A Journey into Nostalgia: Ariadna Linn on Stories by Yuriy Serebriasky

Serebrianky, Yuriy. Stories.

This collection by Yuriy Serebriansky includes three short stories different in meaning and very close to each other in mood. These short travels remind you of places you have never been to. The first story, “Girl on the Garage Roof” sends you into a small city in Poland, while the last one, “Junkies,” takes you to a pioneer camp of a still existing USSR. In the one in the middle, “Trams Run on Schedule”, the narrator just walks along the cozy streets of Gdansk holding your hand, making you feel like you’ve been living there forever. 

Read more: A Journey into Nostalgia: Ariadna Linn on Stories by Yuriy Serebriasky

These three stories, however, are not about the things they are named after. They are neither about girls, trams or junkies. And to be honest, it doesn’t even matter what exactly they are about. What matters is the journey into magnificent poetics that Yuriy so generously invites you to. And he made sure this journey will not be on a plastic boat.

All three stories are united by a strong feeling of nostalgia. Nostalgia for your hometown or your first awkward experience in romance. They can almost remind you of your mother’s voice coming from the kitchen or the last school summer you remember. “I was slow-dancing with a girl whose name I don’t remember. Her neck smelled lovely,” the narrator says, and you can hear the songs they played when you were fifteen.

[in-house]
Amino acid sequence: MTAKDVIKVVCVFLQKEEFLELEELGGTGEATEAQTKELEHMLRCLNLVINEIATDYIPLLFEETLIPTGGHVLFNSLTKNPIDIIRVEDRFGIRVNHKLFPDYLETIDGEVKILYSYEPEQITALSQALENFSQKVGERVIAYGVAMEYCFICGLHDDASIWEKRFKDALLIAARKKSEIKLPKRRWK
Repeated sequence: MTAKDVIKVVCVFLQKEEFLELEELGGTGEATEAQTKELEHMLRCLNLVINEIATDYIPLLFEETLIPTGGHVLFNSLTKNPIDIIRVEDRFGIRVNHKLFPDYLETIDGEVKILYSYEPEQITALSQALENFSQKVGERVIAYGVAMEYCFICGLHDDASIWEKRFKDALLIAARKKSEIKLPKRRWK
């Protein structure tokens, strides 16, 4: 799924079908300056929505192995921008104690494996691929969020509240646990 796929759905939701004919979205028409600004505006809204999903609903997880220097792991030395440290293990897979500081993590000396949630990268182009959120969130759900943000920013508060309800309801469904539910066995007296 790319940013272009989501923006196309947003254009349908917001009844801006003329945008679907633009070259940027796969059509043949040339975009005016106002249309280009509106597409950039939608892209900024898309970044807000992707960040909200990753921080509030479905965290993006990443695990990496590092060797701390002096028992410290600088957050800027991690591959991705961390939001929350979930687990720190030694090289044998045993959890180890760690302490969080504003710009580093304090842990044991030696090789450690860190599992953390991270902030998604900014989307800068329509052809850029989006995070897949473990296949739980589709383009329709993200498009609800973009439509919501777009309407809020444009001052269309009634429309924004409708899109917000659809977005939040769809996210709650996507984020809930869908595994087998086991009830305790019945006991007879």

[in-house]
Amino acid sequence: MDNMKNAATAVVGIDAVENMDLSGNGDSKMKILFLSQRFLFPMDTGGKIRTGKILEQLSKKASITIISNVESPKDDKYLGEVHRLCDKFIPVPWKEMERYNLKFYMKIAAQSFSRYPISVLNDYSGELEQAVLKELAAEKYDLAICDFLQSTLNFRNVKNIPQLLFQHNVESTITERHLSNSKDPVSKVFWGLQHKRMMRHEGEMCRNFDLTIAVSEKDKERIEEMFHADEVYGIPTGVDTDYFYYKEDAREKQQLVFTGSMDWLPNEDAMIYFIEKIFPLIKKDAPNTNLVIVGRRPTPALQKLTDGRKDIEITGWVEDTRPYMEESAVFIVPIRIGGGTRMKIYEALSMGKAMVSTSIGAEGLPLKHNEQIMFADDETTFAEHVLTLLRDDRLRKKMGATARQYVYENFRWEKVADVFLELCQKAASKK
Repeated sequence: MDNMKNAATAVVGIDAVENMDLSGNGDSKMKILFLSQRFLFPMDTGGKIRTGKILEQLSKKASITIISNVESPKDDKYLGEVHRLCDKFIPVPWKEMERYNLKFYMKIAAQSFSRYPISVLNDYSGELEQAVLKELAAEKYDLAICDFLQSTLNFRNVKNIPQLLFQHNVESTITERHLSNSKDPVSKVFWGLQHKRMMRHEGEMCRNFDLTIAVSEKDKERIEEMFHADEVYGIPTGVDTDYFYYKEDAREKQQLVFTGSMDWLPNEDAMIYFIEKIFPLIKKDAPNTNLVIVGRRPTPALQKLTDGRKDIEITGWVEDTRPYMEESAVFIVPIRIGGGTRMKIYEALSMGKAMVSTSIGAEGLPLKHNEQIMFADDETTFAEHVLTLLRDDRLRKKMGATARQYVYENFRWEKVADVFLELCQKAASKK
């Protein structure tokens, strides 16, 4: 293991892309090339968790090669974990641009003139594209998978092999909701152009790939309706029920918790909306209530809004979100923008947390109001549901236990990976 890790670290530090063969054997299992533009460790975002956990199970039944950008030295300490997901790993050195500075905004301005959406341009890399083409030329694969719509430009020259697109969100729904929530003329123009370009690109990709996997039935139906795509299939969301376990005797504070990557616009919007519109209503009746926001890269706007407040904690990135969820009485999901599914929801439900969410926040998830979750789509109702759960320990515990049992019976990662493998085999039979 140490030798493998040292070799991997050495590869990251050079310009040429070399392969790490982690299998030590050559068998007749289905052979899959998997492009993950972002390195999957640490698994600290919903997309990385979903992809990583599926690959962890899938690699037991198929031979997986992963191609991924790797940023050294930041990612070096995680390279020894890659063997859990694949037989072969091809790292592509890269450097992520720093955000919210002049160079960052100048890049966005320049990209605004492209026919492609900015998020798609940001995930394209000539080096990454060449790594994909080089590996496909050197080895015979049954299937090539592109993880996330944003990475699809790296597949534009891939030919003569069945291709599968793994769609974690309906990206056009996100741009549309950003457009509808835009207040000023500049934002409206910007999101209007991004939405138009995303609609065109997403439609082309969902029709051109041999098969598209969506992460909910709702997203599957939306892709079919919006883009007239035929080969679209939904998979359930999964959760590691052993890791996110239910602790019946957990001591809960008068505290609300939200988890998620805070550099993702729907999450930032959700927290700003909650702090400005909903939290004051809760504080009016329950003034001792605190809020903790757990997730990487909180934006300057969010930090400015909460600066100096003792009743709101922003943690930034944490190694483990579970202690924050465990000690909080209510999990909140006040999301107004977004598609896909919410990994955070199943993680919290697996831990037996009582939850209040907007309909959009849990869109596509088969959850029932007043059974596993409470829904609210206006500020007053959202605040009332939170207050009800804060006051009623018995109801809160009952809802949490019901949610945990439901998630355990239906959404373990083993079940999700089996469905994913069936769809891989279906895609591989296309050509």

The narrator names a street he turns to, and you feel déjà vu – you are not sure that you have never been to this place anymore.

Maybe it is the careful description of a local bakery, or a vivid picture of the furniture from IKEA that makes you relate to these stories, or maybe it is because the narrator talks about you. Not just anyone, but you. There are moments where he will make you laugh, but only because you are thrown off by how accurate his depiction of you appeared in the story. The first time you were brave enough to break the rules with your classmate and were happy that you weren’t caught. Or the time when you were drinking wine on a summer terrace, alone, sharing thoughts with an imaginary listener. No matter what kind of memory it evokes in you, one thing is always true: Yuriy can make you feel like home in his texts.

Yuriy Serebriansky is a Kazakhstani author of Polish origin who writes prose, poetry and translates. He teaches at OLSA and works as an editor for Kazakhstani Polish diaspora magazine “Ałmatyński Kurier Polonijny” and Russian literary magazine “Literratura”. His works have been translated into many languages and published in a number of different magazines. Yuriy has been awarded the prize “Russkaya Premia” twice and his book Kazakhstani Fairy Tales was named the best bilingual book for young in 2017.  

Ariadna Linn is a young aspiring writer from Kazakhstan. She started her writing journey as a poet, but now she tries herself in different genres such as fiction, creative nonfiction and experimental prose. She currently studies literature and foreign languages at Nazarabayev University. Her work has been published in the literary magazine “Angime”.

Author: Houndart

Poet, photographer, reader, translator. Ukrainian. Read now: Fifty-Six North, poems. https://amzn.to/2Qck2J3

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